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By Joe Devine Could watching live football in pubs soon be a thing of the past? The recent Premier League season was the first in the latest three-year broadcasting deal.
Many supporters have also welcomed the increases. Their clubs have larger sums to spend on players, and the beginning of a levelling-off effect is being seen within the league, as the significant rise in broadcasting income helps smaller teams to attract a broader range of talent. As usual, where there is commercial progress there is a cost to bear; that cost tends to eventually find the consumer.
Yet, there is another avenue of sales which has seen more significant increases in recent years, namely licensing sales to commercial properties.
In order to obtain the right to show live football in a commercial venue, such as a pub, the cost is much greater. This means that the cost of showing the Premier League in a large venue in Central London will be theoretically significantly greater than a small, rural pub.
The Old Red Lion calculates that to break even, they must sell 88 pints per game. This could happen several times a year during the bigger clashes, but a standard Saturday lunchtime game is very unlikely to accrue this level of sales.
Additionally, pubs with ties to a pub company such as Punch Taverns are obliged to buy their beer through that company, often at a much higher cost than the market value, shrinking the net profit on a pint and further squeezing the landlord. Perhaps the most ignominious aspect of the recent price hikes came in , when BT first entered the scene.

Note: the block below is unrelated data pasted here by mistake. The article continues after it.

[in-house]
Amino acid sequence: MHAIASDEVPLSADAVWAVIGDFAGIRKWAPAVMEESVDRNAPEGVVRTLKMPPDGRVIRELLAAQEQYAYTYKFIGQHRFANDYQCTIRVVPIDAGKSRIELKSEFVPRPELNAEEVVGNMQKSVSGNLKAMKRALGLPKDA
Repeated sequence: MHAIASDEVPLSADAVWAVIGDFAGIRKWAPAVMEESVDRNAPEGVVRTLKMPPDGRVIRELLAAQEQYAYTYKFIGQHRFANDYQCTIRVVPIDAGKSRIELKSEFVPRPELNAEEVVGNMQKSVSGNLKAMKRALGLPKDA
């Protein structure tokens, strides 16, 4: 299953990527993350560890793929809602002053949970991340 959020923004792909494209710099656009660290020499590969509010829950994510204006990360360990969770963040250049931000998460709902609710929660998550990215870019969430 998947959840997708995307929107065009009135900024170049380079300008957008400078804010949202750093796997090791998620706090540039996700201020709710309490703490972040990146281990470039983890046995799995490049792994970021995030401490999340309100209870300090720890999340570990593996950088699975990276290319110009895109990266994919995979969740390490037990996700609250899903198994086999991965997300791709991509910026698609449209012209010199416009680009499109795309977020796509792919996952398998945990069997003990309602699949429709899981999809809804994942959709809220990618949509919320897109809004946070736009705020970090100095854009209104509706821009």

For certain pubs, these cost increases are totally unsustainable. Chris describes the viewing area in his one standard-screen pub as having a maximum capacity of 30 people. Yet, due to the pub being in an affluent area, the rateable value of his property is high, hence the unfairly high fees.
They pay the same rates. The landlord, Mark Fiddler, said that he cancelled his contracts at the end of last season in the hopes of renegotiating a better deal. Of course, Sky would profess that they would not encourage any pub unable to afford the cost to take the package, but their various optional discounts suggest something slightly different.
Selling food, creating an outdoor sports area, and operating a pub in a less densely populated area can qualify businesses for a discount on their package, but the biggest discount comes in the form of a partnered distributor. If the cost of football to pubs can be unsustainable, then the cost to Sky and BT of rapidly inflating broadcasting deals could quickly follow suit.
Similarly, in the United States, ESPN recorded their largest ever subscriber loss in October , with over , customers cancelling their subscriptions. Were Sky to lose the rights to the Premier League, a sizeable drop in customers might be expected. Data shows that in Hong Kong last year, when Premier League rights shifted from one broadcaster to another, customers tended to follow the football, and the share prices of the broadcaster that lost the rights plummeted.
In fear of a similar fate, Sky could continue to bid, pushing the increasing costs onto the consumer, and in particular, pubs.
The Premier League is shown in territories, in million homes, with a potential audience of 4.
Your local pub might be struggling with the cost of all that. This article first appeared on Football Could watching live football in pubs soon be a thing of the past?